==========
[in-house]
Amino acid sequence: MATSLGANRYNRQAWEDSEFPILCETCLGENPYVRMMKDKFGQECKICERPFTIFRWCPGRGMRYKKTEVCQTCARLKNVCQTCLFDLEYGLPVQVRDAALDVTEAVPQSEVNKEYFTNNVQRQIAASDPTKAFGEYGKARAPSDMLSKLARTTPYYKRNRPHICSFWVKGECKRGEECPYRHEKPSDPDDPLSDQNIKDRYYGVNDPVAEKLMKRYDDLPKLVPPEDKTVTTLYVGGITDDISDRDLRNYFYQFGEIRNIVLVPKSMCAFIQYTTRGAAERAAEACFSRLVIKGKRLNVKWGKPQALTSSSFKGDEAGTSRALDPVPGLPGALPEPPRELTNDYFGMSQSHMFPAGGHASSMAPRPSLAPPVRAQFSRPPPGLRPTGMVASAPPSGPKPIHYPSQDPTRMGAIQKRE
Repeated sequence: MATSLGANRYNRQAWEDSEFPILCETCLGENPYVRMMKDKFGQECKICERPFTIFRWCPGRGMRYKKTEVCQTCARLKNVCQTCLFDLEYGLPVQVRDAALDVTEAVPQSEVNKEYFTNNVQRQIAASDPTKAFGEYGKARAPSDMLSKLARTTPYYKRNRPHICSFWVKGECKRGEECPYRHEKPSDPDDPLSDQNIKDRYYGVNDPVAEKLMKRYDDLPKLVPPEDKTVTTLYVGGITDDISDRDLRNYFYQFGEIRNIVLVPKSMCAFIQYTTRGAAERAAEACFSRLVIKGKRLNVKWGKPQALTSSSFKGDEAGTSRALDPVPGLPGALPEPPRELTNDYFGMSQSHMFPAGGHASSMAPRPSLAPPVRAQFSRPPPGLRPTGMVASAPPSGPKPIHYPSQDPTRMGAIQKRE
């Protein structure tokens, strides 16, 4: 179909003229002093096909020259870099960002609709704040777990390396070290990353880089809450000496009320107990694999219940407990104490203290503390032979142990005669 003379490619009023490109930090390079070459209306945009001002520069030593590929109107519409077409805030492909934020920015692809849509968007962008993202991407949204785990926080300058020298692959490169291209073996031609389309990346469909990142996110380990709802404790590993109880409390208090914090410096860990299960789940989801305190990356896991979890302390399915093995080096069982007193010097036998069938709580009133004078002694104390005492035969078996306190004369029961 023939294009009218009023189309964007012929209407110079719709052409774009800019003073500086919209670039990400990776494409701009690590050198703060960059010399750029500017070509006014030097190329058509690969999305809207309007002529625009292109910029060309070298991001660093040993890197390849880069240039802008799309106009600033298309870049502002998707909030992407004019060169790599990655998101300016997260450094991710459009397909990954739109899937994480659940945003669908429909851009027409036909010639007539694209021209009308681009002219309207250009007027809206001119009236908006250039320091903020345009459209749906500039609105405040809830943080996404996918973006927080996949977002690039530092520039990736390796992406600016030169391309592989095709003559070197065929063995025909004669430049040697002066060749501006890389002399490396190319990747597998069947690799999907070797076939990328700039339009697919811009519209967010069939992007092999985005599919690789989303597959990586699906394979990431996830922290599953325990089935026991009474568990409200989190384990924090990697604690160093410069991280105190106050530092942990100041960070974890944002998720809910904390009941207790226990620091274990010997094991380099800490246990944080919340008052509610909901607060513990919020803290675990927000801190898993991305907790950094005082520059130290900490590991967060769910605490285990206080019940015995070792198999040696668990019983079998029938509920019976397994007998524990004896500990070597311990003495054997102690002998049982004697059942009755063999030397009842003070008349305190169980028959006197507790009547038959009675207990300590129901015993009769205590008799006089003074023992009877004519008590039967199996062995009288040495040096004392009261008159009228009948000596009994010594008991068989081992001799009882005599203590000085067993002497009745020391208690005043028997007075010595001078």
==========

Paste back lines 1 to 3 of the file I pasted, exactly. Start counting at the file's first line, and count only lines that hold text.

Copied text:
[in-house]
Amino acid sequence: MATSLGANRYNRQAWEDSEFPILCETCLGENPYVRMMKDKFGQECKICERPFTIFRWCPGRGMRYKKTEVCQTCARLKNVCQTCLFDLEYGLPVQVRDAALDVTEAVPQSEVNKEYFTNNVQRQIAASDPTKAFGEYGKARAPSDMLSKLARTTPYYKRNRPHICSFWVKGECKRGEECPYRHEKPSDPDDPLSDQNIKDRYYGVNDPVAEKLMKRYDDLPKLVPPEDKTVTTLYVGGITDDISDRDLRNYFYQFGEIRNIVLVPKSMCAFIQYTTRGAAERAAEACFSRLVIKGKRLNVKWGKPQALTSSSFKGDEAGTSRALDPVPGLPGALPEPPRELTNDYFGMSQSHMFPAGGHASSMAPRPSLAPPVRAQFSRPPPGLRPTGMVASAPPSGPKPIHYPSQDPTRMGAIQKRE
Repeated sequence: MATSLGANRYNRQAWEDSEFPILCETCLGENPYVRMMKDKFGQECKICERPFTIFRWCPGRGMRYKKTEVCQTCARLKNVCQTCLFDLEYGLPVQVRDAALDVTEAVPQSEVNKEYFTNNVQRQIAASDPTKAFGEYGKARAPSDMLSKLARTTPYYKRNRPHICSFWVKGECKRGEECPYRHEKPSDPDDPLSDQNIKDRYYGVNDPVAEKLMKRYDDLPKLVPPEDKTVTTLYVGGITDDISDRDLRNYFYQFGEIRNIVLVPKSMCAFIQYTTRGAAERAAEACFSRLVIKGKRLNVKWGKPQALTSSSFKGDEAGTSRALDPVPGLPGALPEPPRELTNDYFGMSQSHMFPAGGHASSMAPRPSLAPPVRAQFSRPPPGLRPTGMVASAPPSGPKPIHYPSQDPTRMGAIQKRE